# Using the Clues

Dlr:
South
Vul:
N-S
North
♠ K 5
A 8 6 5
7 6 4
♣ 8 6 5 4
South
♠ A 9 7 6 4 2
K 4
A K 8 3
♣ A
 West North East South 1♣ 2NT Pass 3♣ Dbl Pass 4♣ Pass 4♠ All Pass

West’s overcall was the Unusual Notrump, promising at least 5-5 in the minors. Your double showed a strong hand and partner’s 4♣ was a “choice-of-games” cuebid. You stuck with your long suit. West starts with the ♣K. You will win the trick, of course. What is your plan for securing another nine tricks after that?

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After winning the opening lead, declarer noted that, as there were five trumps and seven hearts outstanding, it was more likely that West had begun with a singleton trump rather than any other holding in that suit. If that were the case, declarer saw that he would have two likely losers in trumps and diamonds. Eventually, he found the answer to this problem: He should try to ruff a low fourth diamond in dummy.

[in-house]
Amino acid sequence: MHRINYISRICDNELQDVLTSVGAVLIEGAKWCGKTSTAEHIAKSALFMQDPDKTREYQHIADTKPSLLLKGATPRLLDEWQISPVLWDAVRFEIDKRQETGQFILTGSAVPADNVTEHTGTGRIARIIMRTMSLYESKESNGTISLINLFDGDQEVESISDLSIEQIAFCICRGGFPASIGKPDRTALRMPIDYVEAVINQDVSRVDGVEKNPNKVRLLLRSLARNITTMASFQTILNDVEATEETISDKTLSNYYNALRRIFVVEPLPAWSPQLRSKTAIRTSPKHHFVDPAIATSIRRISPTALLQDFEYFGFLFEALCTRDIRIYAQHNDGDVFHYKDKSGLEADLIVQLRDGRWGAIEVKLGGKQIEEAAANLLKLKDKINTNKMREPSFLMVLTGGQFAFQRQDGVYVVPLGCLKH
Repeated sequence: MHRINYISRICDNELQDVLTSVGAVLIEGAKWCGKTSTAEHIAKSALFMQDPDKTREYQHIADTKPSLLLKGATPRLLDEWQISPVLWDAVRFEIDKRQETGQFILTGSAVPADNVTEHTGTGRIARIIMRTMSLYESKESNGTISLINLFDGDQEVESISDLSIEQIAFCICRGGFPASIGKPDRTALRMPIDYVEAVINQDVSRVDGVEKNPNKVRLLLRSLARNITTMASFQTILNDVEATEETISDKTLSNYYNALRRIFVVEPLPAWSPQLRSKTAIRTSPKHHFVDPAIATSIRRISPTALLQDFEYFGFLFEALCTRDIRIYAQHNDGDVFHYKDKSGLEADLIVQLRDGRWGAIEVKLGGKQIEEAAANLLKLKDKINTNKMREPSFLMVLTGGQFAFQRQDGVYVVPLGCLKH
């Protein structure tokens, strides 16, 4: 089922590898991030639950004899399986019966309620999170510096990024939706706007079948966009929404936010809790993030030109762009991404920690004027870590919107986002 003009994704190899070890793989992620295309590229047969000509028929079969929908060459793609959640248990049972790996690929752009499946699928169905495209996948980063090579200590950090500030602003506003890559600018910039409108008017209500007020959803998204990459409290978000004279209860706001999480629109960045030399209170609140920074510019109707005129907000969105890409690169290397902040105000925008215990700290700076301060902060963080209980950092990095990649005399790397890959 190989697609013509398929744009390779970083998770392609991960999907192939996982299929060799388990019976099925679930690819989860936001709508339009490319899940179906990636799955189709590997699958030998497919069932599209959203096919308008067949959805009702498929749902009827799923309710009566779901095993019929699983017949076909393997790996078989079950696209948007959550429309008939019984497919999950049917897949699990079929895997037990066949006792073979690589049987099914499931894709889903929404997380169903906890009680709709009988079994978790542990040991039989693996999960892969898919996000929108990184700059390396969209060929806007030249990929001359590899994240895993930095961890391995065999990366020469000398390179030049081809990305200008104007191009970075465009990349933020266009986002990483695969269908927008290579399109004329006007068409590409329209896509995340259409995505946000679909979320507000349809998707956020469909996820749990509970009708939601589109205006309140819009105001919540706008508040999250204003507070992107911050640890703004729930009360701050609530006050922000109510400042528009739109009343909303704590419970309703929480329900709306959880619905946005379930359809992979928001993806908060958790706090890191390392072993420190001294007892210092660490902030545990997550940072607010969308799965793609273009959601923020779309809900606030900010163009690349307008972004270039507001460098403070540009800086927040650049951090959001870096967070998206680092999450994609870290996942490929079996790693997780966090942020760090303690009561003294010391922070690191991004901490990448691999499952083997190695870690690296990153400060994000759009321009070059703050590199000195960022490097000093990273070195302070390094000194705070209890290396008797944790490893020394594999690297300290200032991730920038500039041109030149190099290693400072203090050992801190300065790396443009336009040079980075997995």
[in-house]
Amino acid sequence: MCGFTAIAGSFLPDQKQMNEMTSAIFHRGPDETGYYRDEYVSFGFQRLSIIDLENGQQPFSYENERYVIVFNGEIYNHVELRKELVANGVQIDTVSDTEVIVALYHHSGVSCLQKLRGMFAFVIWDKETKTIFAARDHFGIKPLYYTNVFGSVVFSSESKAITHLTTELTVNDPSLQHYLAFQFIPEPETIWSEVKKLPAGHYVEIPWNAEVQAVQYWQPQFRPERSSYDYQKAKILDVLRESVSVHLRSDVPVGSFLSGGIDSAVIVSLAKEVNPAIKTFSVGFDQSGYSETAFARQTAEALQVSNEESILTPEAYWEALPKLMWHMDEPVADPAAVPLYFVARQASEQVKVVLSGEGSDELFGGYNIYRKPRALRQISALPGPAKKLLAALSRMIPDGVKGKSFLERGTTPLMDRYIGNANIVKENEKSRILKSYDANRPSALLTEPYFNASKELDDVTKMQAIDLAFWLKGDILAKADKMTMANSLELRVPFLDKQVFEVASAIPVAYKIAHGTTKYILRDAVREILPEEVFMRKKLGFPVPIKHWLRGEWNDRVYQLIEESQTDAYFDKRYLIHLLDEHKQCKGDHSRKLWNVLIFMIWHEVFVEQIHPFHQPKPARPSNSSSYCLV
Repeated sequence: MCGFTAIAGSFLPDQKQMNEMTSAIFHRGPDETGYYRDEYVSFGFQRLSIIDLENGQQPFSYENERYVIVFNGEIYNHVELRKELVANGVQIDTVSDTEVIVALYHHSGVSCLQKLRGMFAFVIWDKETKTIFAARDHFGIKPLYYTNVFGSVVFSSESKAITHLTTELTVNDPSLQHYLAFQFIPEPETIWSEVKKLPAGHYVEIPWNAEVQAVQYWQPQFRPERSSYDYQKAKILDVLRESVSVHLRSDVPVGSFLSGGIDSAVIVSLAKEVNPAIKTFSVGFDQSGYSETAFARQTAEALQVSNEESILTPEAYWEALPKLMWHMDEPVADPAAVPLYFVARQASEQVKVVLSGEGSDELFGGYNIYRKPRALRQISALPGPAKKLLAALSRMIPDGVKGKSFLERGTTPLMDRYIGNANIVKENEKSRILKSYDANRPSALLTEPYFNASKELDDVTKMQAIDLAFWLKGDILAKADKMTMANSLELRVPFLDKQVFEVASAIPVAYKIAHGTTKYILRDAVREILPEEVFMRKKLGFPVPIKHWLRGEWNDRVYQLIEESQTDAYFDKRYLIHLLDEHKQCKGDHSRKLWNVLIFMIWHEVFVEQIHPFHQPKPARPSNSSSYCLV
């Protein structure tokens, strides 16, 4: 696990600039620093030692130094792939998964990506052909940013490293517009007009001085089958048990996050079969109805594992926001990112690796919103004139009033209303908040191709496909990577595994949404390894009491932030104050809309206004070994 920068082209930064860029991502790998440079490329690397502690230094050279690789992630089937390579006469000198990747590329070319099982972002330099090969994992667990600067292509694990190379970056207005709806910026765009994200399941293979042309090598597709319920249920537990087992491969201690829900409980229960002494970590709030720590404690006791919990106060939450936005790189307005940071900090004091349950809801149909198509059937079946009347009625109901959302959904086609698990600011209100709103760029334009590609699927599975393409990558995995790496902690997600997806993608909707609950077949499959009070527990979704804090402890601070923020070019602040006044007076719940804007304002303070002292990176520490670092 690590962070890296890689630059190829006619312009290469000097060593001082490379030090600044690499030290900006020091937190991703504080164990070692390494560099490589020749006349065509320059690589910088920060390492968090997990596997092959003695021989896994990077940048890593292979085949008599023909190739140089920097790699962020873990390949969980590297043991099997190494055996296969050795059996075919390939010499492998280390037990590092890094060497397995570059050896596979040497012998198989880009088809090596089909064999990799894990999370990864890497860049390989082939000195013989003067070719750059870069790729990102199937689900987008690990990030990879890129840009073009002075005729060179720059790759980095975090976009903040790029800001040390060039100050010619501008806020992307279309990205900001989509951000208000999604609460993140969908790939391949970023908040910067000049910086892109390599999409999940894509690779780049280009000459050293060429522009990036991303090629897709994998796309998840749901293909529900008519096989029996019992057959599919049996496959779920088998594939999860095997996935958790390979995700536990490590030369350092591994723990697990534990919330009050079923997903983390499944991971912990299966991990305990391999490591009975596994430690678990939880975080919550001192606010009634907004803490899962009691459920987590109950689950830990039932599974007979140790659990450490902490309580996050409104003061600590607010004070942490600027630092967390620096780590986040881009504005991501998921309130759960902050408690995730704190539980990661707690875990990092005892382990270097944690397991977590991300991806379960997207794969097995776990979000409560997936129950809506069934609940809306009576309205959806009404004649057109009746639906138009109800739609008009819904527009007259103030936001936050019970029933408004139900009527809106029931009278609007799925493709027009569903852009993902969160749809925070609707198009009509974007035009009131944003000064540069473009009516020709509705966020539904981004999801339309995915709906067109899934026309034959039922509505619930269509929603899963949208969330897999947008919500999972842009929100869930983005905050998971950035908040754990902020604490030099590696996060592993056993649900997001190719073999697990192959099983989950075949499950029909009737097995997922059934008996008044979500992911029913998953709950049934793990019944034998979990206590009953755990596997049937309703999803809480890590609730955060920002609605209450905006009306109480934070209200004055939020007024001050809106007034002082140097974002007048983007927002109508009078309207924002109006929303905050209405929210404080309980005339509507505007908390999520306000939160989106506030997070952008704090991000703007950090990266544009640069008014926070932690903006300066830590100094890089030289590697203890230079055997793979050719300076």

At trick two, declarer crossed to dummy with a low trump to the king and led a diamond. East saw that if he ruffed this card, he would be wasting a trump trick by ruffing a loser, so he discarded a heart. Declarer won the trick with the A then led a low heart to the ace to play another diamond. Again, East saw the futility of ruffing, so he discarded a second heart instead. Declarer continued with a third round of diamonds, putting West on lead. Declarer ruffed the club continuation and led his last diamond. When this was ruffed with dummy’s ♠5, the defense was helpless. All the defenders could make were two trumps and a diamond. The full deal:

Dlr:
South
Vul:
N-S
North
♠ K 5
A 8 6 5
7 6 4
♣ 8 6 5 4
West
♠ 3
J
Q J 10 9 5 2
♣ K Q J 9 2
East
♠ Q J 10 8
Q 10 9 7 3 2
♣ 10 7 3
South
♠ A 9 7 6 4 2
K 4
A K 8 3
♣ A